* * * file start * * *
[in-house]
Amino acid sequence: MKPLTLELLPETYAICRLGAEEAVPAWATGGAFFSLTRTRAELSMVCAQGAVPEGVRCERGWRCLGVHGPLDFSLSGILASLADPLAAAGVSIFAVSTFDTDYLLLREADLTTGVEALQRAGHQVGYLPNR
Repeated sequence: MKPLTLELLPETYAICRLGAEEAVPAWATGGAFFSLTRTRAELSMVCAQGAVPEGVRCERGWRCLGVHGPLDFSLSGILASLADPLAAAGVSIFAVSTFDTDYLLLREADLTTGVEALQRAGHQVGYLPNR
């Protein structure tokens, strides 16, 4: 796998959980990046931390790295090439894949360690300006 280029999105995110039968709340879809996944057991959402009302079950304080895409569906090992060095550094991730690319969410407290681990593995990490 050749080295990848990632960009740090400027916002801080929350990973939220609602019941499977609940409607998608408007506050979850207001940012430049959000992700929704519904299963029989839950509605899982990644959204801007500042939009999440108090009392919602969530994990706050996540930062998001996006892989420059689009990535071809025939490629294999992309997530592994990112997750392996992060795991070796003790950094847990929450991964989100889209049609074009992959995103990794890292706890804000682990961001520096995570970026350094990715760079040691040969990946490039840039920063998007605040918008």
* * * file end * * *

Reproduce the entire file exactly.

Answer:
[in-house]
Amino acid sequence: MKPLTLELLPETYAICRLGAEEAVPAWATGGAFFSLTRTRAELSMVCAQGAVPEGVRCERGWRCLGVHGPLDFSLSGILASLADPLAAAGVSIFAVSTFDTDYLLLREADLTTGVEALQRAGHQVGYLPNR
Repeated sequence: MKPLTLELLPETYAICRLGAEEAVPAWATGGAFFSLTRTRAELSMVCAQGAVPEGVRCERGWRCLGVHGPLDFSLSGILASLADPLAAAGVSIFAVSTFDTDYLLLREADLTTGVEALQRAGHQVGYLPNR
């Protein structure tokens, strides 16, 4: 796998959980990046931390790295090439894949360690300006 280029999105995110039968709340879809996944057991959402009302079950304080895409569906090992060095550094991730690319969410407290681990593995990490 050749080295990848990632960009740090400027916002801080929350990973939220609602019941499977609940409607998608408007506050979850207001940012430049959000992700929704519904299963029989839950509605899982990644959204801007500042939009999440108090009392919602969530994990706050996540930062998001996006892989420059689009990535071809025939490629294999992309997530592994990112997750392996992060795991070796003790950094847990929450991964989100889209049609074009992959995103990794890292706890804000682990961001520096995570970026350094990715760079040691040969990946490039840039920063998007605040918008």